SharePoint 2007 Disaster Recovery Strategy and Tools
When I discuss DR with customers, either because it's part of an architecture design and deployment or because it's a one-off question, there are usually gaps with their current strategy and tool set. With SharePoint 2007, there are new tools such as the recycle bin and differential backups but these tools need to be a part of a much larger DR strategy. Your DR strategy needs to include plans to 1) recover accidental deletion content, 2) achieve full-fidelity backup and restore and 3) high availability of your farm. This blog post will focus on the content recovery aspects of a DR solution, specifically focussing on the recycle bin technology. Customer discussions have revealed some confusion here and my intent is hopefully clarify and to also capture potential enhancement options as one considers other products or tools to enhance the SharePoint story.
By now, most SharePoint users have heard of the new Recycle Bin. Some SharePoint 2003 customers deployed an open-source recycle bin or implemented their own solution to impart this capability. The recycle bin is designed to simplify the restoration process for the end user and alleviate the time and effort required by an administrator to restore critical content. Therefore, the addition of the recycle bin to the OOTB functionality of SharePoint 2007 is a welcome enhancement for the recovery of accidentally deleted content. This is a 2-stage strategy so let's take a look at some details.
The first stage of the recycle bin is the user or site-level recycle bin. Deletion of a site object by a user sends the object to the site-level recycle bin. The deleted object can be recovered by the user if they possess the appropriate permissions. Recovered objects are restored to their original location. The user can also choose to delete the object from the first stage which sends the object to the second stage recycle bin. First stage content is part of the site collection quota.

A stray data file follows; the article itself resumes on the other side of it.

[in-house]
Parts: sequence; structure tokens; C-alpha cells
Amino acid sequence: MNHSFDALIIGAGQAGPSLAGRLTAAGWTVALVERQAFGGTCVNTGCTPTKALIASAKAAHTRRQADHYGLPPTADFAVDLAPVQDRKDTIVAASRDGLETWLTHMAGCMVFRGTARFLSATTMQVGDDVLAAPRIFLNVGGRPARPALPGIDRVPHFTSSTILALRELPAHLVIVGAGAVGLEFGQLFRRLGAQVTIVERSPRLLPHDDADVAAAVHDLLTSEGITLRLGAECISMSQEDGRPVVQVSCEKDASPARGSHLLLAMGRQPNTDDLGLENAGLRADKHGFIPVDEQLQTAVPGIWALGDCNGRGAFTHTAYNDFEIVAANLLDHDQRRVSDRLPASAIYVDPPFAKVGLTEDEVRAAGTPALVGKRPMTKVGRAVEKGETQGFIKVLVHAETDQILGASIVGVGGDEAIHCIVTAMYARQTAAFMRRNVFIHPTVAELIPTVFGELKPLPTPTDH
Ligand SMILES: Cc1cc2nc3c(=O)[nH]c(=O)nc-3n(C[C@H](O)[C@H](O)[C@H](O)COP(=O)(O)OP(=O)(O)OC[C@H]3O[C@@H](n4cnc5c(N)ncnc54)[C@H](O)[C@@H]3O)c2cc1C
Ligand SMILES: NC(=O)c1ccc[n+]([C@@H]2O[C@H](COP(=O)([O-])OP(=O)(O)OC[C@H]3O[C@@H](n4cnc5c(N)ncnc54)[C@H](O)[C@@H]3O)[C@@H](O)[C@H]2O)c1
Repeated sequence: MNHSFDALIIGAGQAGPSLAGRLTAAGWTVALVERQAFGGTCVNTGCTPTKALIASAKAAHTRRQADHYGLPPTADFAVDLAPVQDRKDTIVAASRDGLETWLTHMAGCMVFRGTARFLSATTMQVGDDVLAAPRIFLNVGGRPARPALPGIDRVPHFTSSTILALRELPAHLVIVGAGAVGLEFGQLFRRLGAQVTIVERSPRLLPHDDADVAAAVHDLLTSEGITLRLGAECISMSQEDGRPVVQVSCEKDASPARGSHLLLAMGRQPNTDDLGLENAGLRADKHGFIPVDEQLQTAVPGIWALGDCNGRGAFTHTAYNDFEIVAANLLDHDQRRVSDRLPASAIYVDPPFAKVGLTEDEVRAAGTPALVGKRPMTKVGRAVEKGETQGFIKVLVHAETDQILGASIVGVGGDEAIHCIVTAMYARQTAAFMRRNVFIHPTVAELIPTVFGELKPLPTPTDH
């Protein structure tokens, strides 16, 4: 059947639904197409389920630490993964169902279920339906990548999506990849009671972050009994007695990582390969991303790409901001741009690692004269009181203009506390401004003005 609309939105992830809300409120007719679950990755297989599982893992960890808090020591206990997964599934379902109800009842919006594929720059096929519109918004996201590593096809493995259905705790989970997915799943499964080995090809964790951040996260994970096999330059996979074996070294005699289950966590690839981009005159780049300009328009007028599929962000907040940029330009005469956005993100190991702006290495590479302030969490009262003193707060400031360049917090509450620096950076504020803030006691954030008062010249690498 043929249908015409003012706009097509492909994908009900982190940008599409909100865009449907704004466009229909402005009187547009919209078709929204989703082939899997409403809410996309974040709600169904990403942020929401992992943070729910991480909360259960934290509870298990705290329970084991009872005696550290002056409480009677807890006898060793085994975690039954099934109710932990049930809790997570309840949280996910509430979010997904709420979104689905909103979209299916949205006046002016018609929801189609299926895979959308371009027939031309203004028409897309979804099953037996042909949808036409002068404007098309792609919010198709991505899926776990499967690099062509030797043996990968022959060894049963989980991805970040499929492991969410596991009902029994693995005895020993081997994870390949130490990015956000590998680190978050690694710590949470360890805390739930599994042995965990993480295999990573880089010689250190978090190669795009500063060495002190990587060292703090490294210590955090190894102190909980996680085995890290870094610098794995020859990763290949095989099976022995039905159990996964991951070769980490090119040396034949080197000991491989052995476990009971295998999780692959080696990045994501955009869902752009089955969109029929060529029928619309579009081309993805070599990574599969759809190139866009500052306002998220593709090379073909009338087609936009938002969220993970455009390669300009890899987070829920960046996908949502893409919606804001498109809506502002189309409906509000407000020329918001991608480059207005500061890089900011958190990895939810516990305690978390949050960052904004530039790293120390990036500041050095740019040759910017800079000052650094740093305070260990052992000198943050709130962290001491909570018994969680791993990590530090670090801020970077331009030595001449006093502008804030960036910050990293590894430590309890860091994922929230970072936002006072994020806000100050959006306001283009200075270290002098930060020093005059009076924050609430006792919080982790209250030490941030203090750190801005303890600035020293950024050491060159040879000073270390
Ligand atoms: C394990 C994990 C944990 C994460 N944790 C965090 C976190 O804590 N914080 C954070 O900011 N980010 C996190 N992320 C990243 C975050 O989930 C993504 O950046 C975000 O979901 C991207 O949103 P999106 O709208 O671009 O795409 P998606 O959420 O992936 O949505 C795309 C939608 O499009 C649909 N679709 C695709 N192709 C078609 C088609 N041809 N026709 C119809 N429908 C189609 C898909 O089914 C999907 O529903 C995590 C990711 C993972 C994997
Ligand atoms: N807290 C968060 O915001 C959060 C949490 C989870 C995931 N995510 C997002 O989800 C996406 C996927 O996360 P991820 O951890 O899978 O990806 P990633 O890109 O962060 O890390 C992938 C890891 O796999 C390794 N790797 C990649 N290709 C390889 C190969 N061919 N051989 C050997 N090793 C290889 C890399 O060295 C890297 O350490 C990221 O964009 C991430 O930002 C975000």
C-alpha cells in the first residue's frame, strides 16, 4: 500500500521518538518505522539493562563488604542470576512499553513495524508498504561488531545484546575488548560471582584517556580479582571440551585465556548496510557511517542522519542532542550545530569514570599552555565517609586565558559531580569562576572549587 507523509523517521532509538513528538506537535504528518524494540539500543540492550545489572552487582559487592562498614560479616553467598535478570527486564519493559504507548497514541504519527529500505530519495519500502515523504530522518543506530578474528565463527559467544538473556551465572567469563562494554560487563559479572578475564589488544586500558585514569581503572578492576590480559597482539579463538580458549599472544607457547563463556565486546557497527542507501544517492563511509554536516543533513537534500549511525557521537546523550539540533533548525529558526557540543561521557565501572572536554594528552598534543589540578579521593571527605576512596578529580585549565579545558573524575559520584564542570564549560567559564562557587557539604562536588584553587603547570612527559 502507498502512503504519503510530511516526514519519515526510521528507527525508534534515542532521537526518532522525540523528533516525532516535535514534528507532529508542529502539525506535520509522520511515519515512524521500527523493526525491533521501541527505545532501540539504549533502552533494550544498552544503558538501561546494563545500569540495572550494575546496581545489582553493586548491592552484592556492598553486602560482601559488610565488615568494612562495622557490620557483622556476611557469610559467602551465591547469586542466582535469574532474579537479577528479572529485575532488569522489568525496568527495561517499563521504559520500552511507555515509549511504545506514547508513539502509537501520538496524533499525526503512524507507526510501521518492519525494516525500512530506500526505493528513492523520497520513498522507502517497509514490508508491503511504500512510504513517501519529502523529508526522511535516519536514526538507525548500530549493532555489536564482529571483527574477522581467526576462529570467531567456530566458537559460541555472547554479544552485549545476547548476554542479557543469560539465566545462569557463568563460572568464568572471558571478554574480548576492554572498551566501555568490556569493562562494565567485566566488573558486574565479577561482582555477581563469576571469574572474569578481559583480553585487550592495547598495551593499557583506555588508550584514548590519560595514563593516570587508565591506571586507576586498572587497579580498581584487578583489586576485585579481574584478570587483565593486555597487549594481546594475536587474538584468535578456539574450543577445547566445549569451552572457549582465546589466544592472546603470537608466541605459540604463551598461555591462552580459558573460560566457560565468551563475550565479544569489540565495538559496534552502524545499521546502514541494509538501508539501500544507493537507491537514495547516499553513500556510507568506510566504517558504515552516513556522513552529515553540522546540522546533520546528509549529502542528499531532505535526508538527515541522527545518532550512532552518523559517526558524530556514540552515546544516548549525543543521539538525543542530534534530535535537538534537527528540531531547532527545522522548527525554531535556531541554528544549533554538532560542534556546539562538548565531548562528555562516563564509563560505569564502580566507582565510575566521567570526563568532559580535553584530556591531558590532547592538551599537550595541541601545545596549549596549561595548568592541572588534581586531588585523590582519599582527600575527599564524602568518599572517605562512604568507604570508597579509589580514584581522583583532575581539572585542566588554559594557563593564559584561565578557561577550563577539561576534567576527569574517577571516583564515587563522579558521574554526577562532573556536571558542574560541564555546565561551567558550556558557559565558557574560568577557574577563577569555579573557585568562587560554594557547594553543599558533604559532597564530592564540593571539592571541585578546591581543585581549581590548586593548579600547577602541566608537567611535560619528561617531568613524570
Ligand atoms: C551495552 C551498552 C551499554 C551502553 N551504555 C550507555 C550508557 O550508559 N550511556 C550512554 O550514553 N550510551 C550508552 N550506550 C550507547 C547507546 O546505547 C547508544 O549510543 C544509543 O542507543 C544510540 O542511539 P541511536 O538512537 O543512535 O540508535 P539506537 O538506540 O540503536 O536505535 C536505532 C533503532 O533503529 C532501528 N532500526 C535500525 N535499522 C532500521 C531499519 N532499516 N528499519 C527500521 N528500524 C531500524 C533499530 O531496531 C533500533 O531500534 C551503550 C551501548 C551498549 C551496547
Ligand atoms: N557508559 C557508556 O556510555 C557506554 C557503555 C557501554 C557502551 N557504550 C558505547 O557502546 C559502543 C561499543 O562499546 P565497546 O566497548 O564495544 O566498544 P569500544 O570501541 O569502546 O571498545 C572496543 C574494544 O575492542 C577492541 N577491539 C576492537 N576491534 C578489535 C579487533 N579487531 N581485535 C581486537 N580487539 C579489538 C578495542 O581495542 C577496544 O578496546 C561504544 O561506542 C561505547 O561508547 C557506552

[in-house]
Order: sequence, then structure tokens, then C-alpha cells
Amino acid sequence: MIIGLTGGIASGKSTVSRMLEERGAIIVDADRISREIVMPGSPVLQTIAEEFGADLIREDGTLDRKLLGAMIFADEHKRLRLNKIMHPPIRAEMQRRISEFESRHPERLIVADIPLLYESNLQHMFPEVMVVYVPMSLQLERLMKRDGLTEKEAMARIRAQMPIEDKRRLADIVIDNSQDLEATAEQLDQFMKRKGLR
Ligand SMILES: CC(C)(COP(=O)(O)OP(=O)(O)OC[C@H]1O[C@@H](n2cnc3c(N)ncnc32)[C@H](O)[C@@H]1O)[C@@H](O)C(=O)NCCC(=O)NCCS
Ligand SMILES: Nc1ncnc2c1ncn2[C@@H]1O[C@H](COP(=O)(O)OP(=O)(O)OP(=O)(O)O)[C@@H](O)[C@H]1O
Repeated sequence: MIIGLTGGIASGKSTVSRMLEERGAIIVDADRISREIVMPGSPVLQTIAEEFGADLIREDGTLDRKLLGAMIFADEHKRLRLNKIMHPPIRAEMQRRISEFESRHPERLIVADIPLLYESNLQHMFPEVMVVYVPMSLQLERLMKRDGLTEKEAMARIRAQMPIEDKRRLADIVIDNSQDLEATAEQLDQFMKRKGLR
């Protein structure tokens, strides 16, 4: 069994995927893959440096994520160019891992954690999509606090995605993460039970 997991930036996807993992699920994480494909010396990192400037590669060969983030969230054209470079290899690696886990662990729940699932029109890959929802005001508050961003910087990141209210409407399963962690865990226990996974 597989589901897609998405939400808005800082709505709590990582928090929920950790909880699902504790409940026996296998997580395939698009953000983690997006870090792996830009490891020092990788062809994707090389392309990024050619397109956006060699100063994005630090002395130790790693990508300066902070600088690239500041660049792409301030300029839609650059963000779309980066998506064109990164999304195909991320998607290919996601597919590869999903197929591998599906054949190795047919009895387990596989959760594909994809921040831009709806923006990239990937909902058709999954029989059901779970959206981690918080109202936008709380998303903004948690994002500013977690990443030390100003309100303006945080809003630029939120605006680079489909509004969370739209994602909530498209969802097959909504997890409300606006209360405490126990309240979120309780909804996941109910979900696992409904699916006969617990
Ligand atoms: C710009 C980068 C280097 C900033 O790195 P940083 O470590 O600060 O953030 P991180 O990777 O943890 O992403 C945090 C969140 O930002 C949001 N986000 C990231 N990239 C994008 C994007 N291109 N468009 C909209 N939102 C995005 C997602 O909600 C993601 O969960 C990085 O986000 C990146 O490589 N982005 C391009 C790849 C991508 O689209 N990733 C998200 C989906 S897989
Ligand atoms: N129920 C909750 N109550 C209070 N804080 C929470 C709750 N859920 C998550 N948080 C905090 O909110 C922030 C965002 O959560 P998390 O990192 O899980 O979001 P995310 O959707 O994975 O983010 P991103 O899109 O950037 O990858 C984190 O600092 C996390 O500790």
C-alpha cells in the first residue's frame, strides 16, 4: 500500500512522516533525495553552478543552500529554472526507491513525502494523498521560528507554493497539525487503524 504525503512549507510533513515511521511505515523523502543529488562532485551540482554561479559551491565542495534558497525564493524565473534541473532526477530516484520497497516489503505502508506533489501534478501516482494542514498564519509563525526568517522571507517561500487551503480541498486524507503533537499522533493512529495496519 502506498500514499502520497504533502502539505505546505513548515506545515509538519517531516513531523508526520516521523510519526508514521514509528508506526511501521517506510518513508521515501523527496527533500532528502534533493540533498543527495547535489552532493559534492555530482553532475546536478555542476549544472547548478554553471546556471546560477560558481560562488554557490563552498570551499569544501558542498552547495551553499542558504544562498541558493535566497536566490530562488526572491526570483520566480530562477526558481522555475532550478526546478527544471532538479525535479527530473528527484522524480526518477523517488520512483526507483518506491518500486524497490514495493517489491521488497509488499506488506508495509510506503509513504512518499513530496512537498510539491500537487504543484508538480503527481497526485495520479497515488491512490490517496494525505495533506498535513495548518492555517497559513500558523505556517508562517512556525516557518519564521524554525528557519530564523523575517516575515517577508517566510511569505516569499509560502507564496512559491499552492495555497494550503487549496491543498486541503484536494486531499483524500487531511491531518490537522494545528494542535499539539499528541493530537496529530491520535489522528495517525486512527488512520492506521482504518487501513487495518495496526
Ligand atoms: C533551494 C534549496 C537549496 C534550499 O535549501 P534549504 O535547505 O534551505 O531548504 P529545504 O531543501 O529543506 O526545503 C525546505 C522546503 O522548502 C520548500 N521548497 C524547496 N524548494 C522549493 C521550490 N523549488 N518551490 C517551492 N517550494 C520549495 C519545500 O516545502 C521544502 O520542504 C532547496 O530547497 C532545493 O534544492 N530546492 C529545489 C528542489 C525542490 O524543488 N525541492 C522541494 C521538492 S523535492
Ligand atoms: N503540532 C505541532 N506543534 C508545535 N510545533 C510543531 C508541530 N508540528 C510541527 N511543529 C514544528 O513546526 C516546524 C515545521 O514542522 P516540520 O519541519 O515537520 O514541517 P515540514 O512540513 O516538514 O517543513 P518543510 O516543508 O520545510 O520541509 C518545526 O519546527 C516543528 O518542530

The second stage recycle bin is the administrator or site collection-level recycle bin. This recycle bin is accessible by the top-level site administrator. Object restoration returns the object to its original location. First stage objects are also visible to the administrator. The second stage's content does NOT contribute to the site collection's quota, and the second stage's capacity is adjustable.
The retention time (in days) for objects is configurable (30 days by default), after which the deleted objects are permanently deleted.
The recycle bin is configured at the Web Application (formerly virtual server) level. Therefore the recycle bin can only be enabled or disabled for all site collections in the Web Application. For example, any changes to the retention time will apply to all site-level recycle bins for that given Web Application. If a Web Application has multiple site collections, each will contain a second stage recycle bin.
Lists, folders, document libraries and documents can be recovered. Accidently deleted sites cannot be recovered using this approach. SharePoint 2007 does provide a site (aka Web) delete event which can be "trapped" and .NET code launched to backup the site for example. If you're interested check out the SDK for example code.
Enhancement Opportunities for Content Recovery
The following have been suggested by more than one customer:
- More granular restoration control. For example, restoring an individual document from a deleted document library. With the above recycle bin technology, if you delete a document library, you must restore the whole library.
- Enabling and configuring a recycle bin at the site level and/or site collection level, rather than just at the Web Application level. Ideally, why not have farm, site collection, and site level control......
- Site restoration by the site owner.
- Automatic notification of the administrator when object deletion occurs.
- Ability to request adminstrator intervention by the user (users don't always know their administrator)
Obviously, content recovery is only one aspect of the DR story, but a very important one since accidental deletion of content occurs much more often than losing hardware or losing a whole farm. We will discuss other aspects of the overall DR story in future blogs.